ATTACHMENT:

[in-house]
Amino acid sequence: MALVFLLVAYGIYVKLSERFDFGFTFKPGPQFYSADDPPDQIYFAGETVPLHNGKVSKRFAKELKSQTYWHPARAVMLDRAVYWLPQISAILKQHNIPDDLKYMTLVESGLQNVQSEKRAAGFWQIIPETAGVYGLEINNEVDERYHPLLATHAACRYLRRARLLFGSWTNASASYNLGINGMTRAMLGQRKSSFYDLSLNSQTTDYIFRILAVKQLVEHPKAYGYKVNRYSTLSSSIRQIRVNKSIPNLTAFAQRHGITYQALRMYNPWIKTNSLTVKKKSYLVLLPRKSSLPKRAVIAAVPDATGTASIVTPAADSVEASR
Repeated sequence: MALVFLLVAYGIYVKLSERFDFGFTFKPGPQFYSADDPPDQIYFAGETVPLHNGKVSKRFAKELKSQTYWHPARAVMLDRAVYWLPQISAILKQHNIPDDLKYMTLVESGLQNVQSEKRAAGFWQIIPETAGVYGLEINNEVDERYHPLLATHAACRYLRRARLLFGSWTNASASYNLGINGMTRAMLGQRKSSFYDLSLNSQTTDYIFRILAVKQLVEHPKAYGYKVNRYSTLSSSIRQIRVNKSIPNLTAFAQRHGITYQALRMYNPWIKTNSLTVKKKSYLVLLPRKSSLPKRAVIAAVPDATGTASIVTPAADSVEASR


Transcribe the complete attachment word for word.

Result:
[in-house]
Amino acid sequence: MALVFLLVAYGIYVKLSERFDFGFTFKPGPQFYSADDPPDQIYFAGETVPLHNGKVSKRFAKELKSQTYWHPARAVMLDRAVYWLPQISAILKQHNIPDDLKYMTLVESGLQNVQSEKRAAGFWQIIPETAGVYGLEINNEVDERYHPLLATHAACRYLRRARLLFGSWTNASASYNLGINGMTRAMLGQRKSSFYDLSLNSQTTDYIFRILAVKQLVEHPKAYGYKVNRYSTLSSSIRQIRVNKSIPNLTAFAQRHGITYQALRMYNPWIKTNSLTVKKKSYLVLLPRKSSLPKRAVIAAVPDATGTASIVTPAADSVEASR
Repeated sequence: MALVFLLVAYGIYVKLSERFDFGFTFKPGPQFYSADDPPDQIYFAGETVPLHNGKVSKRFAKELKSQTYWHPARAVMLDRAVYWLPQISAILKQHNIPDDLKYMTLVESGLQNVQSEKRAAGFWQIIPETAGVYGLEINNEVDERYHPLLATHAACRYLRRARLLFGSWTNASASYNLGINGMTRAMLGQRKSSFYDLSLNSQTTDYIFRILAVKQLVEHPKAYGYKVNRYSTLSSSIRQIRVNKSIPNLTAFAQRHGITYQALRMYNPWIKTNSLTVKKKSYLVLLPRKSSLPKRAVIAAVPDATGTASIVTPAADSVEASR